Mr Fluffy homeowners are confused about what possessions and furniture they will be allowed to keep if their home is demolished, with suggestions that some belongings will be treated as contaminated waste.
ACT Chief Minister Katy Gallagher was unable to clarify on Tuesday, saying the government had not decided.
Ms Gallagher was also unable to throw light on when a decision would be made on the purchase and demolition of the 1000 homes, beyond saying she hoped it would be "this side of Christmas".
Possessions and furniture are emerging as one of the many complications of the Mr Fluffy clean-up.
"How is it OK for us to live in the houses with these items but they can't be given away?" asks one owner on the Fluffy Owners and Residents Action Group Facebook page. Another says they were told books must be double-bagged and disposed of as contaminated waste.
One points out that over 42 years in the home and major renovations, they had sold and donated "hundreds of items, clothes and furniture".
Another asks, perhaps less seriously, about the implications for the weekly rubbish that goes from the house.
In its latest newsletter, the asbestos taskforce said it was not possible to give assurances that contents were not contaminated, and soft furnishings "should be disposed of as appropriate", using licensed asbestos removalists.
Answering a question from one owner about whether if they replaced a broken oven they could take the new oven with them when the house was demolished, the taskforce said it might be possible to remove a free-standing oven, but not an "integrated" oven.
Asked for clarification, a spokeswoman stressed not all contents of all houses would have to be destroyed. The taskforce understood "that the thought of disposing of contents is difficult for homeowners" and was working towards "sensitive and considered advice balanced with hazard reduction", she said. The taskforce was still working on final advice on the issue.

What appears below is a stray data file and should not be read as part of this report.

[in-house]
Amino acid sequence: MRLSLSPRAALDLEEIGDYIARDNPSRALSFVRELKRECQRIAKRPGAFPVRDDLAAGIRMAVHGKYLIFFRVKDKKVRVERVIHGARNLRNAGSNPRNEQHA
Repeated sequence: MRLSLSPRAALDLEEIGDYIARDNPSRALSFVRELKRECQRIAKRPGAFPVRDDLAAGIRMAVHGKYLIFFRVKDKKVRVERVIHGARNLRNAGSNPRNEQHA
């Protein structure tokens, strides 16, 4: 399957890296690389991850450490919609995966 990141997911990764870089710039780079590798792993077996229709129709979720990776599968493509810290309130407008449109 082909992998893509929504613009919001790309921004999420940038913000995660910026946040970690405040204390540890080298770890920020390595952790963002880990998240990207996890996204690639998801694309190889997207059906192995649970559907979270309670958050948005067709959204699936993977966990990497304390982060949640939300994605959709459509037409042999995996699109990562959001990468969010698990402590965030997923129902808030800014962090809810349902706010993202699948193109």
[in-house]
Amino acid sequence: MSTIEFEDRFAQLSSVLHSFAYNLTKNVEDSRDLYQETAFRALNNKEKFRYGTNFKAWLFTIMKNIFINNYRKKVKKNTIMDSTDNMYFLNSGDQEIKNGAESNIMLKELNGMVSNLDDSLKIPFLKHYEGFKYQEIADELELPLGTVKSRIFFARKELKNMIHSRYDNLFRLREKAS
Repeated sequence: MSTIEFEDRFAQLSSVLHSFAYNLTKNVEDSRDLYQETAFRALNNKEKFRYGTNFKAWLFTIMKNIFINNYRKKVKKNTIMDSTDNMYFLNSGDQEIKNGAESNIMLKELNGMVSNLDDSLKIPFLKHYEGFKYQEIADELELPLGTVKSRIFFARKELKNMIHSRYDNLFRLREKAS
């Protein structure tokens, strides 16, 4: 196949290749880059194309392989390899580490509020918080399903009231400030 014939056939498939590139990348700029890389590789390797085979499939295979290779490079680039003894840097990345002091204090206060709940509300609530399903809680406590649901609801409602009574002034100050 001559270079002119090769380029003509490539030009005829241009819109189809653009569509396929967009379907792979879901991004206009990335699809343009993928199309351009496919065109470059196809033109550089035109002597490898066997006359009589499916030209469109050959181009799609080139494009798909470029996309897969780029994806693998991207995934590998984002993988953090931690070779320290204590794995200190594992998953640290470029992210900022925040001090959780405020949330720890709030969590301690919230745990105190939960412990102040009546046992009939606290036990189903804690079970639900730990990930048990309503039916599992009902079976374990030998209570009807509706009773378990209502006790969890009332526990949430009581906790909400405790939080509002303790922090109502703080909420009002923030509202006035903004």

Ms Gallagher said the government had not made a decision on soft furnishings. Assessments showed some could be cleaned and some couldn't, and homeowners had a wide variety of views.
"There are people who want nothing to do with the government getting involved in their home, they want no conversation with us, they don't want anything touched, they don't want to be moved, they don't want anything lost. And then there's people who want the whole house collapsed in on itself and removed to the tip. And then there's all these people in between. And we just have to work carefully with them," she said.
With 47 families forced out of their homes because of contamination, the Commonwealth is still considering whether it will help pay for the clean-up.
A spokesman for Senator Eric Abetz, responsible for the asbestos issue, would not give an indication of timing. Senator Abetz has consistently refused interview requests on the topic.
Homeowners were sent alert stickers at the end of September, identifying their homes as "Mr Fluffy" and containing loose asbestos. They were told they must put the sticker on their house at the electricity meter box and switchboard as soon as possible and before January 1, or face a $4500 fine. The taskforce said 250 owners had already returned forms saying the stickers had been installed, and Worksafe would visit homes between now and Christmas to check.
Ms Gallagher said she understood the frustration of Fluffy homeowners, but the timing was not in her control. She understood it would go to federal cabinet "relatively shortly" and pointed to the indication from the federal government at the end of August that it would need two months to consider the issue.
"I'd be very keen to have a decision this side of Christmas, I really am wanting resolution and to provide that certainty to homeowners as soon as possible," she said.
"I can't come out in the absence of federal support because of the money that's involved with any decision. Whether it be remediation or demolition, it's hundreds of million of dollars, and I need the Commonwealth support for it."